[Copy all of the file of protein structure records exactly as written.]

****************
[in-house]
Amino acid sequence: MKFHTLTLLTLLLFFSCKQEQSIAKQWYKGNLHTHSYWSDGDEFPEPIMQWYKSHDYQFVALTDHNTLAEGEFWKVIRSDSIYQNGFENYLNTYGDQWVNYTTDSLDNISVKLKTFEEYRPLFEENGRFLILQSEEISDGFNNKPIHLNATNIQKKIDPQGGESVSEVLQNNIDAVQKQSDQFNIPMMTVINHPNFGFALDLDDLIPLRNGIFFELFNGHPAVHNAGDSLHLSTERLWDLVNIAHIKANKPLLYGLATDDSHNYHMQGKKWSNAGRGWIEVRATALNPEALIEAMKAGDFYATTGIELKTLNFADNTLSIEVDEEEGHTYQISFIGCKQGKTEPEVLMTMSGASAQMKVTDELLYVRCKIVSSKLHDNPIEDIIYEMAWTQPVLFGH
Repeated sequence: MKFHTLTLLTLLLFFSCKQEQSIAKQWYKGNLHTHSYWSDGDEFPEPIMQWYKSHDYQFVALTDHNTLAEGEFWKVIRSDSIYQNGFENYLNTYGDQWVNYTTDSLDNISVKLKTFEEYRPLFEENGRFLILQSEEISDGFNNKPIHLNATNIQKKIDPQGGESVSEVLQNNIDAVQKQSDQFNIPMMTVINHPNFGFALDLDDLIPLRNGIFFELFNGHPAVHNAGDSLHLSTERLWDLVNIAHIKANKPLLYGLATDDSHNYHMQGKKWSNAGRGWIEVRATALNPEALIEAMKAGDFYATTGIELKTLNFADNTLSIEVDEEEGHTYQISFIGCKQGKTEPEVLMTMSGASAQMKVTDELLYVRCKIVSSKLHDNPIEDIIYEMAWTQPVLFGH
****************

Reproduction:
[in-house]
Amino acid sequence: MKFHTLTLLTLLLFFSCKQEQSIAKQWYKGNLHTHSYWSDGDEFPEPIMQWYKSHDYQFVALTDHNTLAEGEFWKVIRSDSIYQNGFENYLNTYGDQWVNYTTDSLDNISVKLKTFEEYRPLFEENGRFLILQSEEISDGFNNKPIHLNATNIQKKIDPQGGESVSEVLQNNIDAVQKQSDQFNIPMMTVINHPNFGFALDLDDLIPLRNGIFFELFNGHPAVHNAGDSLHLSTERLWDLVNIAHIKANKPLLYGLATDDSHNYHMQGKKWSNAGRGWIEVRATALNPEALIEAMKAGDFYATTGIELKTLNFADNTLSIEVDEEEGHTYQISFIGCKQGKTEPEVLMTMSGASAQMKVTDELLYVRCKIVSSKLHDNPIEDIIYEMAWTQPVLFGH
Repeated sequence: MKFHTLTLLTLLLFFSCKQEQSIAKQWYKGNLHTHSYWSDGDEFPEPIMQWYKSHDYQFVALTDHNTLAEGEFWKVIRSDSIYQNGFENYLNTYGDQWVNYTTDSLDNISVKLKTFEEYRPLFEENGRFLILQSEEISDGFNNKPIHLNATNIQKKIDPQGGESVSEVLQNNIDAVQKQSDQFNIPMMTVINHPNFGFALDLDDLIPLRNGIFFELFNGHPAVHNAGDSLHLSTERLWDLVNIAHIKANKPLLYGLATDDSHNYHMQGKKWSNAGRGWIEVRATALNPEALIEAMKAGDFYATTGIELKTLNFADNTLSIEVDEEEGHTYQISFIGCKQGKTEPEVLMTMSGASAQMKVTDELLYVRCKIVSSKLHDNPIEDIIYEMAWTQPVLFGH